‘Maybe I should just stay closeted’ -- Trans troops weigh their options

People protest U.S. President Donald Trump's announcement that he plans to reinstate a ban on transgender individuals from serving in any capacity in the U.S. military, in Times Square, in New York City, New York, on July 26, 2017. Photo by Carlo Allegri/Reuters

Adam was supposed to come out as transgender to the military last week.

He had a doctor's appointment set for late July — the culmination of years of therapy and efforts to suppress his identity alongside a military career where he flourished while wondering what would happen if anyone found out he was transgender. Now, he was ready to tell a doctor and begin his transition.

But at the last minute, he was tapped for an assignment and had to reschedule the appointment for several weeks later. Then on Wednesday, July 26, President Donald Trump tweeted that transgender service members would not be allowed to serve "in any capacity."

"I felt a lot of despair … The timing of it, just the timing for my personal story couldn't have been worse," he told the NewsHour Weekend, adding that he wants to transition to female, but for now uses a male name and pronouns. (He asked us not to use his real name because he is still not out to the military.)

In a string of tweets, Trump contradicted a groundbreaking announcement by the Pentagon one year ago that transgender people could serve openly, causing confusion and alarm for the estimated thousands of active trans troops. While Pentagon leaders, who were blindsided by the announcement, tried to assure transgender service members that nothing has changed, they are living in a grim limbo that has some questioning whether they should remain closeted.

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Joint Chiefs of Staff Chairman Gen. Joseph Dunford said on Thursday that, "There will be no modifications to the current policy until the President's direction has been received by the Secretary of Defense and the Secretary has issued implementation guidance."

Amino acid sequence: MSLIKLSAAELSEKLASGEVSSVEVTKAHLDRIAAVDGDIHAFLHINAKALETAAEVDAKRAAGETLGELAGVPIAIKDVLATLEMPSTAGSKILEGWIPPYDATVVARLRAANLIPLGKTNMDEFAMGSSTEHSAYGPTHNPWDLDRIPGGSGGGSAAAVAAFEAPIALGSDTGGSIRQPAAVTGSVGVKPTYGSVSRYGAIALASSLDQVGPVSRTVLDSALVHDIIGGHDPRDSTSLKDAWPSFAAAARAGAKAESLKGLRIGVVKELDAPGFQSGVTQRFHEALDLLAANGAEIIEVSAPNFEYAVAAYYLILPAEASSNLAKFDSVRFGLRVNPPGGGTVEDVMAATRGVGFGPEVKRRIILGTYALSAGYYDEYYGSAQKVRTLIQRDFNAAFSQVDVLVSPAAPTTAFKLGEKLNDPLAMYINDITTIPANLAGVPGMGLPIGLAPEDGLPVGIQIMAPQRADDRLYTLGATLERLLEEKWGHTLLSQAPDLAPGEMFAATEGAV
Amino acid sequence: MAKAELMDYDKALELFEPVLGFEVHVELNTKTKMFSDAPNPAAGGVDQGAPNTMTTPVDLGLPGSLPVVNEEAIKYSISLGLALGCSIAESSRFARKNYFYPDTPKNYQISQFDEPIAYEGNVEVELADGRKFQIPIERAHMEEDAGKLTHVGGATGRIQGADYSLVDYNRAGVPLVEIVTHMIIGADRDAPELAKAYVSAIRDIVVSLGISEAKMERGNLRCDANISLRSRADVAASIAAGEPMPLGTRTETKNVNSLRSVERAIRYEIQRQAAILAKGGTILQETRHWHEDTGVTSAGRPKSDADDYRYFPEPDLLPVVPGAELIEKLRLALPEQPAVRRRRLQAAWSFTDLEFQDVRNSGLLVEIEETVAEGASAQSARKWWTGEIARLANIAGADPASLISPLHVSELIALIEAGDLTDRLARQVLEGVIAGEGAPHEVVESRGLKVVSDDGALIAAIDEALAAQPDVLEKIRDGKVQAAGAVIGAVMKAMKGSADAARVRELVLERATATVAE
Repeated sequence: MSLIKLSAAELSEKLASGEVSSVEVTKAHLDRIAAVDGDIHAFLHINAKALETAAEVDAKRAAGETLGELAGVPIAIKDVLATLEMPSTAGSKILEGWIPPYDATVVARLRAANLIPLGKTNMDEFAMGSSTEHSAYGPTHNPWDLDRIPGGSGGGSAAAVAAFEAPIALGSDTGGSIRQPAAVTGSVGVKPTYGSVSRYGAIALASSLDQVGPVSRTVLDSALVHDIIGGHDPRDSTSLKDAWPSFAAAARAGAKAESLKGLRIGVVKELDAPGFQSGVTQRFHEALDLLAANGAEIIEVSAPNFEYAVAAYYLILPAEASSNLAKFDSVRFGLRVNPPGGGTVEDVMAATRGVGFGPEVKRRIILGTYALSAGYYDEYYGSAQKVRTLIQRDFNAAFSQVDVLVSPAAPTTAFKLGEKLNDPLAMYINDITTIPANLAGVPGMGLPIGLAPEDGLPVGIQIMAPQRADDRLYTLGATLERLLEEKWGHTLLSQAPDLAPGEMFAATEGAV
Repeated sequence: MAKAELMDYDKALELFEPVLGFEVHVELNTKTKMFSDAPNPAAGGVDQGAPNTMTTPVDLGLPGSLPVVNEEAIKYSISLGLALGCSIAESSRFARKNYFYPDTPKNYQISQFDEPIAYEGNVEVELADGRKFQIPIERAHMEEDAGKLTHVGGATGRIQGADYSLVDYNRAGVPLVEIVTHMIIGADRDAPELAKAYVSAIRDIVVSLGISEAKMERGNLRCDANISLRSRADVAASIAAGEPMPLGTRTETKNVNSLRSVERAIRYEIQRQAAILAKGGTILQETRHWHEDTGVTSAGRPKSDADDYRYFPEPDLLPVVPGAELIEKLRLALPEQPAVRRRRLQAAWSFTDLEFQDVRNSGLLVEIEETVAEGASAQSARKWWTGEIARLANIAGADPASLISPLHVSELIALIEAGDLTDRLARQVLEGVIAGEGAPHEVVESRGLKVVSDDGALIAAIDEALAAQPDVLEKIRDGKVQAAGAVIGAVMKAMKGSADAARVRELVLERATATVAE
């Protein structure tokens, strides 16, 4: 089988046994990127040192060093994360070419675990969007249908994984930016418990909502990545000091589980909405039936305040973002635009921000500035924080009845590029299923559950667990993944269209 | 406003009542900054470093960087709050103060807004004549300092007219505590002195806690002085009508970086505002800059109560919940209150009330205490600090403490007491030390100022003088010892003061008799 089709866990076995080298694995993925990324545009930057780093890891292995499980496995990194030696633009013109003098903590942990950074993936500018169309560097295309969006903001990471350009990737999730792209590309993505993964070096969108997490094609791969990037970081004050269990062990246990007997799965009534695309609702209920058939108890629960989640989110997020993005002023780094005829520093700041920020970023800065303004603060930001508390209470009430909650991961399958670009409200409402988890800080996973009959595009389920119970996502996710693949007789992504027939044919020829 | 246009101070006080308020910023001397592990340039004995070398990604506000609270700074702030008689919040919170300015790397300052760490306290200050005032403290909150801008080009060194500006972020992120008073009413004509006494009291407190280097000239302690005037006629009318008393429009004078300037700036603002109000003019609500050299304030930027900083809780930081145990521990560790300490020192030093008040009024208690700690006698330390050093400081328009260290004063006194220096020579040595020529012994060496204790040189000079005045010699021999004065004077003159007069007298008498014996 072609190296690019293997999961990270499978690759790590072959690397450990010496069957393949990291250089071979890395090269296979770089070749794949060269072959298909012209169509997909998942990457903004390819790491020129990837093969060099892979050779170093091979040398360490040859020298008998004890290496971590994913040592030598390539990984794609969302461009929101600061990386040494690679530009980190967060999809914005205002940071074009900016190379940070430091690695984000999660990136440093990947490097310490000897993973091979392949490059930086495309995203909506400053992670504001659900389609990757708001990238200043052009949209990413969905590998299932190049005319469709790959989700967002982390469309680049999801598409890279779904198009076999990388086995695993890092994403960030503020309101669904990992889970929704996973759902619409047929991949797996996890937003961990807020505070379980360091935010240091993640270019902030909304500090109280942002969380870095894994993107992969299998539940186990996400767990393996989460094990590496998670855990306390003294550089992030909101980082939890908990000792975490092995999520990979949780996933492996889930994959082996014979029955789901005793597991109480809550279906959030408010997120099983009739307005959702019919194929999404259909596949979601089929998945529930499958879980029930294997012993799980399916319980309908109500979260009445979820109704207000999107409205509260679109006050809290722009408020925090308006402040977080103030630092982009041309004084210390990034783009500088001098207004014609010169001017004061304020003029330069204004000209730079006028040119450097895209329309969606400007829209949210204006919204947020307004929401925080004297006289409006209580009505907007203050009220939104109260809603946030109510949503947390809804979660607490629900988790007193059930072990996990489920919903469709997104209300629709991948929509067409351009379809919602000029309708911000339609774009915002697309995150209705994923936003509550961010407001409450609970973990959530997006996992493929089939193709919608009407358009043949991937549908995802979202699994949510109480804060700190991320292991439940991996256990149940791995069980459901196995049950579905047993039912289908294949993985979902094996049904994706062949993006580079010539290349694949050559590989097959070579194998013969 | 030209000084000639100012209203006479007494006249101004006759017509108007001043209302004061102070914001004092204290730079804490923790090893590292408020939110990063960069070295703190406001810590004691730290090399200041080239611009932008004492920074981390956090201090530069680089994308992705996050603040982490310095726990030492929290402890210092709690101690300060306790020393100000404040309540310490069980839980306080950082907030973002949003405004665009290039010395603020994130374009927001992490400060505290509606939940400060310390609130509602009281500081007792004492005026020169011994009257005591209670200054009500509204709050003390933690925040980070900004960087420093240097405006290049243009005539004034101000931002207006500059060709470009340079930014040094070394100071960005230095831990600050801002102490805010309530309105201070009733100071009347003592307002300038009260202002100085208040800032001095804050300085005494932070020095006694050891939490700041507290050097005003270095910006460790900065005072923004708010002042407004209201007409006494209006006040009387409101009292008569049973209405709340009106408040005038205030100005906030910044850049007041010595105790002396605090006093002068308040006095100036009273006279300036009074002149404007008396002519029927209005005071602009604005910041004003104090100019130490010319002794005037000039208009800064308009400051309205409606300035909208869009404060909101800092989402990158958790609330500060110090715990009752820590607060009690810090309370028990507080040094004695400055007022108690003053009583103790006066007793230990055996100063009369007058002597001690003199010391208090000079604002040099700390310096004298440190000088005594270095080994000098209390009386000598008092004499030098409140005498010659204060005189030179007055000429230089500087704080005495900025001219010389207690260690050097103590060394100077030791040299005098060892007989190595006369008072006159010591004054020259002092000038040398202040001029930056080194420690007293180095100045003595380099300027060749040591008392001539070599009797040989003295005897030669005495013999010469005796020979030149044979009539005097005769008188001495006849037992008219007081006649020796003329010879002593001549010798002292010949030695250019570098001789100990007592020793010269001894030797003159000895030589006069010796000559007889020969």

He added, "In the meantime, we will continue to treat all of our personnel with respect." But Adam and other transgender soldiers told the NewsHour Weekend that the damage to their morale had already been done.

"I know right now, sure, nothing has been legally or officially stated, but the chance of it happening has not gone away at all, and that's what makes it hard. The fear of the unknown." — Lt. Taylor Miller

Many say that they feel that the military will inevitably enforce Trump's announcement, even as some leaders in the community urged them to remain calm and keep doing their work. Others have changed their plans to transition or come out, some after years of anticipation, even though military policy still technically allows them to do so.

Lt. Taylor Miller of the U.S. Coast Guard, a transgender woman who began her transition two and a half years ago, said Dunford's statement "doesn't provide much comfort."

She added, "I know right now, sure, nothing has been legally or officially stated, but the chance of it happening has not gone away at all, and that's what makes it hard. The fear of the unknown."

Adam was more than a decade into his military career when then-Secretary of Defense Ash Carter announced the new policy on transgender soldiers last June.

Carter said that transgender soldiers could serve openly and laid out a process for those already enlisted to medically transition. The new guidelines also established a one-year deadline for force-wide training on transgender issues and for the military to establish a process for recruiting trans people, who already serve in the military at roughly double the rate of the general population. UCLA's Williams Institute estimates that about 15,000 troops are transgender.

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Adam, who had realized the way people saw him did not match the way he felt since the age of 6 but did not even know about the word "transgender" until years later, watched the announcement and cried.